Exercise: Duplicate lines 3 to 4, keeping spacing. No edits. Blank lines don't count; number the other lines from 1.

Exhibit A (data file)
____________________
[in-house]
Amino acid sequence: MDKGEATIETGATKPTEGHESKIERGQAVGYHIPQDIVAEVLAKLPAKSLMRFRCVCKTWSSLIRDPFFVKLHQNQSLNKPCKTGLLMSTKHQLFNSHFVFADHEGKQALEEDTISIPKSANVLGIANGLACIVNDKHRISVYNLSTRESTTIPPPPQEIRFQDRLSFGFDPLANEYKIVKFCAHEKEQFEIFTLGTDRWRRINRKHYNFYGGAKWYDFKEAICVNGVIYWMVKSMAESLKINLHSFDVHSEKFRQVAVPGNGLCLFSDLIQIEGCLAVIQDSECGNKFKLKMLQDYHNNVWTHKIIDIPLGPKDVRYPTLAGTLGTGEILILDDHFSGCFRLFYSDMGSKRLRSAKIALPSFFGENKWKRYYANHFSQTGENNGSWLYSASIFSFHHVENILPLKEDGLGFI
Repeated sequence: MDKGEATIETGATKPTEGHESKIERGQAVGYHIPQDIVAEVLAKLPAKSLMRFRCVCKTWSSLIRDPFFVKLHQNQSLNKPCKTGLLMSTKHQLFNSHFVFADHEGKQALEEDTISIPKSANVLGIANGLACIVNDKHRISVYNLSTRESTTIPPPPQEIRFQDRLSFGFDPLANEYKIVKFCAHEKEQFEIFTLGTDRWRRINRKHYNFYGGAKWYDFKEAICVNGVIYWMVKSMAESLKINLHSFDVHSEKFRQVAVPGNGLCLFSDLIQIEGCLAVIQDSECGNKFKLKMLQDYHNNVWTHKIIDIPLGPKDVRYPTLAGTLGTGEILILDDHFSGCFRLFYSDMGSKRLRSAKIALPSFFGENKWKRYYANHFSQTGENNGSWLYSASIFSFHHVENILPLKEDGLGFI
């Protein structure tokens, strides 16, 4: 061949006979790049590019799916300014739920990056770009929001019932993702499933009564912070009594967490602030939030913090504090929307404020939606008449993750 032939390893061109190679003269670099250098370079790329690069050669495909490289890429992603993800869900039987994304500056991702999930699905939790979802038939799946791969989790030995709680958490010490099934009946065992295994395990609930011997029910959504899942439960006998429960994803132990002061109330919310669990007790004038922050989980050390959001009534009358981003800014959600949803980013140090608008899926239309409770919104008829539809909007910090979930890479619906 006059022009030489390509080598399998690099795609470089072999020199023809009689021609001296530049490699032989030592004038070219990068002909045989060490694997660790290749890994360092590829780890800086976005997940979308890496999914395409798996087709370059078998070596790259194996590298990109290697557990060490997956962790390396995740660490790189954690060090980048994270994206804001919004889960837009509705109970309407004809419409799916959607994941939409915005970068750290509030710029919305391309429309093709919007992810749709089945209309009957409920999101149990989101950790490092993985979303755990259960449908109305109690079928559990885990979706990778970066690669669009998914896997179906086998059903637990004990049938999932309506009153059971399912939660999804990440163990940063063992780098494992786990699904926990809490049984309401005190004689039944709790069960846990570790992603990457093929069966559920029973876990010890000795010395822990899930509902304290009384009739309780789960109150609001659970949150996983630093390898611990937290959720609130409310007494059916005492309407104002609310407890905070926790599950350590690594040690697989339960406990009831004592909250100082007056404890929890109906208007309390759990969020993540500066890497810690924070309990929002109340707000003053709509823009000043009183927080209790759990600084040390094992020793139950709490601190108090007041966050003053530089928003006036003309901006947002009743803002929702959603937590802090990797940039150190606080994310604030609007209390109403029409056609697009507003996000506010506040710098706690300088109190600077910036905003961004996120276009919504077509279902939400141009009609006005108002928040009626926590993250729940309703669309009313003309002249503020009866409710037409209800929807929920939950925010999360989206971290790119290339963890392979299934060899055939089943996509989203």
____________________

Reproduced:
Repeated sequence: MDKGEATIETGATKPTEGHESKIERGQAVGYHIPQDIVAEVLAKLPAKSLMRFRCVCKTWSSLIRDPFFVKLHQNQSLNKPCKTGLLMSTKHQLFNSHFVFADHEGKQALEEDTISIPKSANVLGIANGLACIVNDKHRISVYNLSTRESTTIPPPPQEIRFQDRLSFGFDPLANEYKIVKFCAHEKEQFEIFTLGTDRWRRINRKHYNFYGGAKWYDFKEAICVNGVIYWMVKSMAESLKINLHSFDVHSEKFRQVAVPGNGLCLFSDLIQIEGCLAVIQDSECGNKFKLKMLQDYHNNVWTHKIIDIPLGPKDVRYPTLAGTLGTGEILILDDHFSGCFRLFYSDMGSKRLRSAKIALPSFFGENKWKRYYANHFSQTGENNGSWLYSASIFSFHHVENILPLKEDGLGFI
């Protein structure tokens, strides 16, 4: 061949006979790049590019799916300014739920990056770009929001019932993702499933009564912070009594967490602030939030913090504090929307404020939606008449993750 032939390893061109190679003269670099250098370079790329690069050669495909490289890429992603993800869900039987994304500056991702999930699905939790979802038939799946791969989790030995709680958490010490099934009946065992295994395990609930011997029910959504899942439960006998429960994803132990002061109330919310669990007790004038922050989980050390959001009534009358981003800014959600949803980013140090608008899926239309409770919104008829539809909007910090979930890479619906 006059022009030489390509080598399998690099795609470089072999020199023809009689021609001296530049490699032989030592004038070219990068002909045989060490694997660790290749890994360092590829780890800086976005997940979308890496999914395409798996087709370059078998070596790259194996590298990109290697557990060490997956962790390396995740660490790189954690060090980048994270994206804001919004889960837009509705109970309407004809419409799916959607994941939409915005970068750290509030710029919305391309429309093709919007992810749709089945209309009957409920999101149990989101950790490092993985979303755990259960449908109305109690079928559990885990979706990778970066690669669009998914896997179906086998059903637990004990049938999932309506009153059971399912939660999804990440163990940063063992780098494992786990699904926990809490049984309401005190004689039944709790069960846990570790992603990457093929069966559920029973876990010890000795010395822990899930509902304290009384009739309780789960109150609001659970949150996983630093390898611990937290959720609130409310007494059916005492309407104002609310407890905070926790599950350590690594040690697989339960406990009831004592909250100082007056404890929890109906208007309390759990969020993540500066890497810690924070309990929002109340707000003053709509823009000043009183927080209790759990600084040390094992020793139950709490601190108090007041966050003053530089928003006036003309901006947002009743803002929702959603937590802090990797940039150190606080994310604030609007209390109403029409056609697009507003996000506010506040710098706690300088109190600077910036905003961004996120276009919504077509279902939400141009009609006005108002928040009626926590993250729940309703669309009313003309002249503020009866409710037409209800929807929920939950925010999360989206971290790119290339963890392979299934060899055939089943996509989203």